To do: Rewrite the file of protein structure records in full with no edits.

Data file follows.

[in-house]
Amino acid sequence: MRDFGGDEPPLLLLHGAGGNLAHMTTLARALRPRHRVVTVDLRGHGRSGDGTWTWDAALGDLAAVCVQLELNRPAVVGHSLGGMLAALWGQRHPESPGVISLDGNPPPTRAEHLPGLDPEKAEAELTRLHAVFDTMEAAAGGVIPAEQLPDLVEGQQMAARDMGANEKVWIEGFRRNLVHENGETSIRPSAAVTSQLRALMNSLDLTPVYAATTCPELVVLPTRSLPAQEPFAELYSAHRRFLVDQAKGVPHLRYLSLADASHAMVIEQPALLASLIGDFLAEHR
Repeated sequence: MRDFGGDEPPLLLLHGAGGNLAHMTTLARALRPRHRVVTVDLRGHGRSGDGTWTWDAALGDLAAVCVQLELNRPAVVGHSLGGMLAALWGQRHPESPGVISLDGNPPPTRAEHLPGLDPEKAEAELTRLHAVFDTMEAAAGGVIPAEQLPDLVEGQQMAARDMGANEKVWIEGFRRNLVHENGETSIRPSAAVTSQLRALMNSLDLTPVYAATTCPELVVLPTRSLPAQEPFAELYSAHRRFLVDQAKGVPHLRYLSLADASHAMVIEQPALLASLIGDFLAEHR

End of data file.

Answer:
[in-house]
Amino acid sequence: MRDFGGDEPPLLLLHGAGGNLAHMTTLARALRPRHRVVTVDLRGHGRSGDGTWTWDAALGDLAAVCVQLELNRPAVVGHSLGGMLAALWGQRHPESPGVISLDGNPPPTRAEHLPGLDPEKAEAELTRLHAVFDTMEAAAGGVIPAEQLPDLVEGQQMAARDMGANEKVWIEGFRRNLVHENGETSIRPSAAVTSQLRALMNSLDLTPVYAATTCPELVVLPTRSLPAQEPFAELYSAHRRFLVDQAKGVPHLRYLSLADASHAMVIEQPALLASLIGDFLAEHR
Repeated sequence: MRDFGGDEPPLLLLHGAGGNLAHMTTLARALRPRHRVVTVDLRGHGRSGDGTWTWDAALGDLAAVCVQLELNRPAVVGHSLGGMLAALWGQRHPESPGVISLDGNPPPTRAEHLPGLDPEKAEAELTRLHAVFDTMEAAAGGVIPAEQLPDLVEGQQMAARDMGANEKVWIEGFRRNLVHENGETSIRPSAAVTSQLRALMNSLDLTPVYAATTCPELVVLPTRSLPAQEPFAELYSAHRRFLVDQAKGVPHLRYLSLADASHAMVIEQPALLASLIGDFLAEHR